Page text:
Cell Reports (Mar 2020)

Retino-Cortical Mapping Ratio Predicts Columnar and Salt-and-Pepper Organization in Mammalian Visual Cortex

  • Jaeson Jang,
  • Min Song,
  • Se-Bum Paik

Journal volume & issue
Vol. 30, no. 10
pp. 3270 – 3279.e3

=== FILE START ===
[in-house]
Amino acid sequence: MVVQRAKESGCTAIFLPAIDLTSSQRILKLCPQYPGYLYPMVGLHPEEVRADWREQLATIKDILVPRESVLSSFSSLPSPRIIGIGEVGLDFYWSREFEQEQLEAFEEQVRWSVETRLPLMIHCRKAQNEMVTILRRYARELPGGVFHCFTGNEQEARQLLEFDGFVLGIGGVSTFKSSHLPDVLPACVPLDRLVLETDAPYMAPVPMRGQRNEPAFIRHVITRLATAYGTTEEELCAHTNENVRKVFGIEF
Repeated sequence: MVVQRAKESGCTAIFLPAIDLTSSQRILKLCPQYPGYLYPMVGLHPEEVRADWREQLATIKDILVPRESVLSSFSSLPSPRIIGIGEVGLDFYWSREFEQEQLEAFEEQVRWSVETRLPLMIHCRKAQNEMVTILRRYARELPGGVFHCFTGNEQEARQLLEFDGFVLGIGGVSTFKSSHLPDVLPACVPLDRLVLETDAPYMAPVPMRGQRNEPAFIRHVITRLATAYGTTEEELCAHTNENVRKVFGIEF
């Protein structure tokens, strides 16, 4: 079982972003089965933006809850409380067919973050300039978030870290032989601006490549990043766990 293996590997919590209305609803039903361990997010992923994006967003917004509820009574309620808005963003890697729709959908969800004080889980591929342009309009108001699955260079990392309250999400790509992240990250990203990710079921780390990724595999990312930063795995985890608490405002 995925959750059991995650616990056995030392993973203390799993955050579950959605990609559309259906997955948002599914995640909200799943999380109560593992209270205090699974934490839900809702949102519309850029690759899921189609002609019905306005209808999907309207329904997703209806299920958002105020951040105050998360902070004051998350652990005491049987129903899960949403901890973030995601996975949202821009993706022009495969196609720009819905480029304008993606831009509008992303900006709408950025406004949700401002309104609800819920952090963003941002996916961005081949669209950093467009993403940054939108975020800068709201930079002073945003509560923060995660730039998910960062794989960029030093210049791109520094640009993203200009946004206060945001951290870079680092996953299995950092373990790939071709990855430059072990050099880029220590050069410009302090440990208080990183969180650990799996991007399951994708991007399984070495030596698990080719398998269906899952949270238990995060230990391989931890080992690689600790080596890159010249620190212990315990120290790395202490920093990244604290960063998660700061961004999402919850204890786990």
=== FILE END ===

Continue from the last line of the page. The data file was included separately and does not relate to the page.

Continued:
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Summary: In the mammalian primary visual cortex, neural tuning to stimulus orientation is organized in either columnar or salt-and-pepper patterns across species. For decades, this sharp contrast has spawned fundamental questions about the origin of functional architectures in visual cortex. However, it is unknown whether these patterns reflect disparate developmental mechanisms across mammalian taxa or simply originate from variation of biological parameters under a universal development process. In this work, after the analysis of data from eight mammalian species, we show that cortical organization is predictable by a single factor, the retino-cortical mapping ratio. Groups of species with or without columnar clustering are distinguished by the feedforward sampling ratio, and model simulations with controlled mapping conditions reproduce both types of organization. Prediction from the Nyquist theorem explains this parametric division of the patterns with high accuracy. Our results imply that evolutionary variation of physical parameters may induce development of distinct functional circuitry. : Across mammalian species, orientation tuning in the primary visual cortex is arranged in different manners, such as columnar orientation map in primates or salt-and-pepper organization in rodents. Here, Jang et al. propose that the retina-to-cortex sampling ratio is the key factor in determining the organization of the orientation tuning. Keywords: primary visual cortex, orientation tuning, columnar orientation map, salt-and-pepper organization, retino-cortical sampling, retinal ganglion cell, statistical wiring model, magnification factor, Nyquist frequency, receptive field